Just in cycling everything has to be perfect to cycle 60 km...at even 25 km/h. Just a small problem in the ball bearings or alignment makes everything hell.
 

ARP

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This years Icarus Cup HPA competition will be held at Lasham airfield from 23rd July to 31st July. I am looking for volunteers to help marshal the event so if your interest is in HPA's and you want to get close to the action please contact me.
 

Dana

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Just for perspective, a thought experiment:

Assume a 170# “FAA standard” pilot and a magical 30# aircraft, or a 200# pilot and even more magical zero weight aircraft, either way, 200# gross weight. Then assume a 20 mph (30fps) airspeed, about what a paraglider does and probably the lower limit for safe handling in anything but dead calm conditions. Finally, assume a high end sailplane L/D ratio of 50:1, which means slick composites which weigh a lot more than zero or even 30 lbs, but hey, it’s a thought experiment:

So, with a 200# weight and 50:1 L/D, that’s 4# of drag which means 4# thrust, 120lb-ft/s or 0.22HP or 163W, just to maintain level flight. If you want an abysmal 50fpm climb, that requires an additional 0.3HP or 226W, so now you’re up to over 1/2HP.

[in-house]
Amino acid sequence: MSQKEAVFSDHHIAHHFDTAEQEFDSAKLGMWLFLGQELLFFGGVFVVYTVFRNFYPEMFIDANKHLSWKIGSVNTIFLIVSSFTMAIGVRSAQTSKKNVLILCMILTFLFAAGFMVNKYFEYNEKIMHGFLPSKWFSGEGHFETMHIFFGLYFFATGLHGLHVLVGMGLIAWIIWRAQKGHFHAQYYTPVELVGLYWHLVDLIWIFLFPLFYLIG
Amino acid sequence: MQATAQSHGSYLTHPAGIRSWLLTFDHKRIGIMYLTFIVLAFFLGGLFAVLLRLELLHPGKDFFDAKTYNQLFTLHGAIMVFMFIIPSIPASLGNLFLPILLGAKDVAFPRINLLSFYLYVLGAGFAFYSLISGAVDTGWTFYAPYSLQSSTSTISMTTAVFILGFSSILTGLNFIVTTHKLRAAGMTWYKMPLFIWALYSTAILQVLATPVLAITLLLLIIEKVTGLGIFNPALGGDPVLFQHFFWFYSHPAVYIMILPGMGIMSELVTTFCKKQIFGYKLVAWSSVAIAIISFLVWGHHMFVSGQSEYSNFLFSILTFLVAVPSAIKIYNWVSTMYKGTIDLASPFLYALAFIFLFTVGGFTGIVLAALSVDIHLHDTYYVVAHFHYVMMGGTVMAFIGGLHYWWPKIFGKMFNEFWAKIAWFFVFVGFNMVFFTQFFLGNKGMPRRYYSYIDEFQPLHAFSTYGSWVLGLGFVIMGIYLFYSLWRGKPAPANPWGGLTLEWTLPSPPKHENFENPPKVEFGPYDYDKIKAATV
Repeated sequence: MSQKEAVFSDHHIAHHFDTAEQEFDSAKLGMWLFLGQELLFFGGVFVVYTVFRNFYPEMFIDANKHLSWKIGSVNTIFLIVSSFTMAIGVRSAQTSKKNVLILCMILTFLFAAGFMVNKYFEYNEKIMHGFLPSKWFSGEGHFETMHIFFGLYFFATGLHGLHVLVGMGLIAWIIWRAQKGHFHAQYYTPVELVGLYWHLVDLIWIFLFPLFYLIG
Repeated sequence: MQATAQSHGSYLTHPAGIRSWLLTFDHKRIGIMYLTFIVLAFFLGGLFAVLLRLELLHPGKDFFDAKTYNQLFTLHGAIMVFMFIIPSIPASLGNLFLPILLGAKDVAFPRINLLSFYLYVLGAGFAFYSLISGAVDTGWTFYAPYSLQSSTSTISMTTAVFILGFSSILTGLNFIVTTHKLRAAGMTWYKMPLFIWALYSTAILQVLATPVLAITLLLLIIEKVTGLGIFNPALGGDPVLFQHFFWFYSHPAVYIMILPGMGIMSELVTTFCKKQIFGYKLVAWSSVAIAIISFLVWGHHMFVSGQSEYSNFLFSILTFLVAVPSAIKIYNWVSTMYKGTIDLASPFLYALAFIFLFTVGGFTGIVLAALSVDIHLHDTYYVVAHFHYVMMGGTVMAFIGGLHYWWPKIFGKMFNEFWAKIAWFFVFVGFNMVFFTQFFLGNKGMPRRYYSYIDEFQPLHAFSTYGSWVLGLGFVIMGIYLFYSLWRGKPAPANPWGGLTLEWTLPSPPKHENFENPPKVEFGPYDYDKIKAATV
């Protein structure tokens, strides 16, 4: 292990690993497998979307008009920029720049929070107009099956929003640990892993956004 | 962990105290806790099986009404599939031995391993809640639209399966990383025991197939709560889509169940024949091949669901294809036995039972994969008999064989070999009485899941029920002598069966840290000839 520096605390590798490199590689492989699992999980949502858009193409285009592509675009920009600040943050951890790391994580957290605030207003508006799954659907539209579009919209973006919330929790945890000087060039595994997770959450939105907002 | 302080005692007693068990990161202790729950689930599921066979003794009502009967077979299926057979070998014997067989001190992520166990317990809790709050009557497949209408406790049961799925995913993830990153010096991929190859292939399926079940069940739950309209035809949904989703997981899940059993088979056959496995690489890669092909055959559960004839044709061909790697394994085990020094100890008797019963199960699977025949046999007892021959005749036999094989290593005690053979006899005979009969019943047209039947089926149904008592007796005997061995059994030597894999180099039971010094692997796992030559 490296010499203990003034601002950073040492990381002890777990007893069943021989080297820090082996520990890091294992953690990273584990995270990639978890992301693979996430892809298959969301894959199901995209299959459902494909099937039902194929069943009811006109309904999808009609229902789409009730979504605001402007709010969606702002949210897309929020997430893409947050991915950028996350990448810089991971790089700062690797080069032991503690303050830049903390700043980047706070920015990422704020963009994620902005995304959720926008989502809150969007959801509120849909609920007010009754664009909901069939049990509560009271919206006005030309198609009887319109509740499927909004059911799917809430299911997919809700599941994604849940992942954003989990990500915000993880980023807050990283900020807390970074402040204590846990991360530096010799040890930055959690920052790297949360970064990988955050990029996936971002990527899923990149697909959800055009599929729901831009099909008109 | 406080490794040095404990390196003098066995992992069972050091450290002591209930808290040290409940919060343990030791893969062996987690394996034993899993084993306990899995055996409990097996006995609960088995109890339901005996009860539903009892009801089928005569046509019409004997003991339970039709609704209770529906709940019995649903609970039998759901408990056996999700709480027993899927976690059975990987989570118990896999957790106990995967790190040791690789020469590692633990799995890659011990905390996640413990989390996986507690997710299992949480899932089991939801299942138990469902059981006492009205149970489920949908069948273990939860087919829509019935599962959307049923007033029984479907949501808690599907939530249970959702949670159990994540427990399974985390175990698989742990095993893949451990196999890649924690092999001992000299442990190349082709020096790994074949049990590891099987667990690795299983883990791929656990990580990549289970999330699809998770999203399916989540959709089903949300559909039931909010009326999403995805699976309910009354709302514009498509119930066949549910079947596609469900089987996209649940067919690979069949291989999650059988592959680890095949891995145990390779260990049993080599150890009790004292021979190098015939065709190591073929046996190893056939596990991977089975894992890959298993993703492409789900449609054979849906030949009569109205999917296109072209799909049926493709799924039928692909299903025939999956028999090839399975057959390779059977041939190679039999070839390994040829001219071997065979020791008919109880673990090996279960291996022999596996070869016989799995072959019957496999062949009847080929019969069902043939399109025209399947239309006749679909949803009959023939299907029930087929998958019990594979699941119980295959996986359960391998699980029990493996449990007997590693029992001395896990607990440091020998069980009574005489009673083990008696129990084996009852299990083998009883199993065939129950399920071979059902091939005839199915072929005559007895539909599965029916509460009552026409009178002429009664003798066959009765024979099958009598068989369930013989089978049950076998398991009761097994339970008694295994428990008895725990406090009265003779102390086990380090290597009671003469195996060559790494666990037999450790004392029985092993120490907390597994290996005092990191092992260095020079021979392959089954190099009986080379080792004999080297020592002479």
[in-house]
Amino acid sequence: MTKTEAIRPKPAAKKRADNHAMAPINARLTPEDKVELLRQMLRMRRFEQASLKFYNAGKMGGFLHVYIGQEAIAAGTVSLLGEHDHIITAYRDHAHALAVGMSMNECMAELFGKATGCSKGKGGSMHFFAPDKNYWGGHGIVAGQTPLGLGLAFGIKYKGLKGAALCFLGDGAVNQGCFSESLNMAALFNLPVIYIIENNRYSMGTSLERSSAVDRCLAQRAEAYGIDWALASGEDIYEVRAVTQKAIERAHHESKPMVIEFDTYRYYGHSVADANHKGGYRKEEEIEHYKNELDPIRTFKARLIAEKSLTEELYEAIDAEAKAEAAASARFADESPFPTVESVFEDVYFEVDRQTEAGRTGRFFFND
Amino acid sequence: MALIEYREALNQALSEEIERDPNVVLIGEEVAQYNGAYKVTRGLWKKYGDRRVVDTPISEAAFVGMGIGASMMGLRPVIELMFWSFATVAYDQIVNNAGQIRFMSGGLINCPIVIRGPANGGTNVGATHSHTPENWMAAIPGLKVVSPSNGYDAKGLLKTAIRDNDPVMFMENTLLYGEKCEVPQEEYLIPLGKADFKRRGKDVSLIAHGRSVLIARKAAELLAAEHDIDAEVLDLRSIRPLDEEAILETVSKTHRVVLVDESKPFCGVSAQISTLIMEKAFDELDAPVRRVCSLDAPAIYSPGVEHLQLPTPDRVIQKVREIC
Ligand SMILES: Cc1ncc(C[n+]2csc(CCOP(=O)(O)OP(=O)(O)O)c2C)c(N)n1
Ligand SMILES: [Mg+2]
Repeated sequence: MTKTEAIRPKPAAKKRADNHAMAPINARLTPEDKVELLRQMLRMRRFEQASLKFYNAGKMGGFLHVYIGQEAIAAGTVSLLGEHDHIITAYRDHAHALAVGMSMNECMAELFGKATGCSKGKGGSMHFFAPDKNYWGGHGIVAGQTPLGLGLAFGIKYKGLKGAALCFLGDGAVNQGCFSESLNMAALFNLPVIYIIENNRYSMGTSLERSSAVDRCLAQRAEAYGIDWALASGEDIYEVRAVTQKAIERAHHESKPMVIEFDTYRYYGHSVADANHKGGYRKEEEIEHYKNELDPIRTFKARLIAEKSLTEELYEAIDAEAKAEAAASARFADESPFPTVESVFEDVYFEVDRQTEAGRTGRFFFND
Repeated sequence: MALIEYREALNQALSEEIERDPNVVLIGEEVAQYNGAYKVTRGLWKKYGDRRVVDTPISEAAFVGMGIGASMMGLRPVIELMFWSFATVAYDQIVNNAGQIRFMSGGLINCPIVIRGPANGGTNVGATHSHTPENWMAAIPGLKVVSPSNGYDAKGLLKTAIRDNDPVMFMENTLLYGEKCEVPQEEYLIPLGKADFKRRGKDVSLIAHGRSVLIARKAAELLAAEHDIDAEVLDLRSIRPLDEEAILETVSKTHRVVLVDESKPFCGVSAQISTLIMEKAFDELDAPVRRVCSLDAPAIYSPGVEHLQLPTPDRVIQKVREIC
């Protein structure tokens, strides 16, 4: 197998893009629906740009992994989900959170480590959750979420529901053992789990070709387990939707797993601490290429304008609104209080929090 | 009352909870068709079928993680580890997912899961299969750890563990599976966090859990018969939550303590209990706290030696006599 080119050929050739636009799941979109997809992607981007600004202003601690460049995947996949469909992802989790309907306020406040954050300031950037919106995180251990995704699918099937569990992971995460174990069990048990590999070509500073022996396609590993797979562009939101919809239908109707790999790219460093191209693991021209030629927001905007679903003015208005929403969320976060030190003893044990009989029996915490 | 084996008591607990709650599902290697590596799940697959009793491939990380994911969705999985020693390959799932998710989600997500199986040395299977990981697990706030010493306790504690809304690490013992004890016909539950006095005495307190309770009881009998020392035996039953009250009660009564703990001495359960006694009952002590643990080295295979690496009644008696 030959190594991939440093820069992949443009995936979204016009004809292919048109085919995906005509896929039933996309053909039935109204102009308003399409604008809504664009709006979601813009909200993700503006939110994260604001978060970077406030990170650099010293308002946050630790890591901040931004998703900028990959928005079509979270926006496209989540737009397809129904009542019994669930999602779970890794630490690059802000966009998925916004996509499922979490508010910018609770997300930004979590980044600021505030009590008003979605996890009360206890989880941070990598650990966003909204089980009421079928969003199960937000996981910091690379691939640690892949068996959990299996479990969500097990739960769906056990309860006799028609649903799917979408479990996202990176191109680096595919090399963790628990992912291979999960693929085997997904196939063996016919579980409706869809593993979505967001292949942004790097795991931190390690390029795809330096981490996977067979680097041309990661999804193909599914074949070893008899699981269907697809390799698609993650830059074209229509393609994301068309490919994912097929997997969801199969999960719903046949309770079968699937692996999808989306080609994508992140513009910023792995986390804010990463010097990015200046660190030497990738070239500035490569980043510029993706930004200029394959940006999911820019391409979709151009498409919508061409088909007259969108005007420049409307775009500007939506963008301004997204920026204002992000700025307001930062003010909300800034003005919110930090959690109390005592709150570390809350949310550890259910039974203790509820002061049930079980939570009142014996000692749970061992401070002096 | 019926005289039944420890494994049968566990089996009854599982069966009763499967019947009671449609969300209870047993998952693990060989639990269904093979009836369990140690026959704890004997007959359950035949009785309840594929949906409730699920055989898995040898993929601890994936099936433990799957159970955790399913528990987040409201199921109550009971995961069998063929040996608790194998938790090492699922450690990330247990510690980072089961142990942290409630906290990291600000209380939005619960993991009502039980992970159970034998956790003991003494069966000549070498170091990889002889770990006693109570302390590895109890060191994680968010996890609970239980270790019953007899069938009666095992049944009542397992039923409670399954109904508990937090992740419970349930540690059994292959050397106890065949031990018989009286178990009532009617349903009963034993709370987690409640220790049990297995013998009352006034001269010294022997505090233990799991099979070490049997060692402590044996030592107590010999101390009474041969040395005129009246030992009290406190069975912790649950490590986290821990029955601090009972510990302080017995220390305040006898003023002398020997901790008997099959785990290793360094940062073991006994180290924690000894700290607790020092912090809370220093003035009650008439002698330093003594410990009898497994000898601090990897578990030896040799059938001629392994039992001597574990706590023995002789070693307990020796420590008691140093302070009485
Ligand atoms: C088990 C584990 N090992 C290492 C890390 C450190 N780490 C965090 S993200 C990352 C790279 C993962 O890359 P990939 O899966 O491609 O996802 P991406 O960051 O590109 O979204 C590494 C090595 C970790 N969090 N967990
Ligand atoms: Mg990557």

And, that’s assuming 100% efficiency in the drivetrain and propeller, also not realistic.

So, the point of all this is that while it’s certainly possible to build a HPA that will fly, and even meet some narrowly defined task, it can never be practical even for any kind of sport flying.

Unless you consider a foot launched hang- or paraglider to be a HPA, but only if you carry it and hike to the mountain top, no driving allowed.
 

Sraight'nlevel

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Just for perspective, a thought experiment:

Assume a 170# “FAA standard” pilot and a magical 30# aircraft, or a 200# pilot and even more magical zero weight aircraft, either way, 200# gross weight. Then assume a 20 mph (30fps) airspeed, about what a paraglider does and probably the lower limit for safe handling in anything but dead calm conditions. Finally, assume a high end sailplane L/D ratio of 50:1, which means slick composites which weigh a lot more than zero or even 30 lbs, but hey, it’s a thought experiment: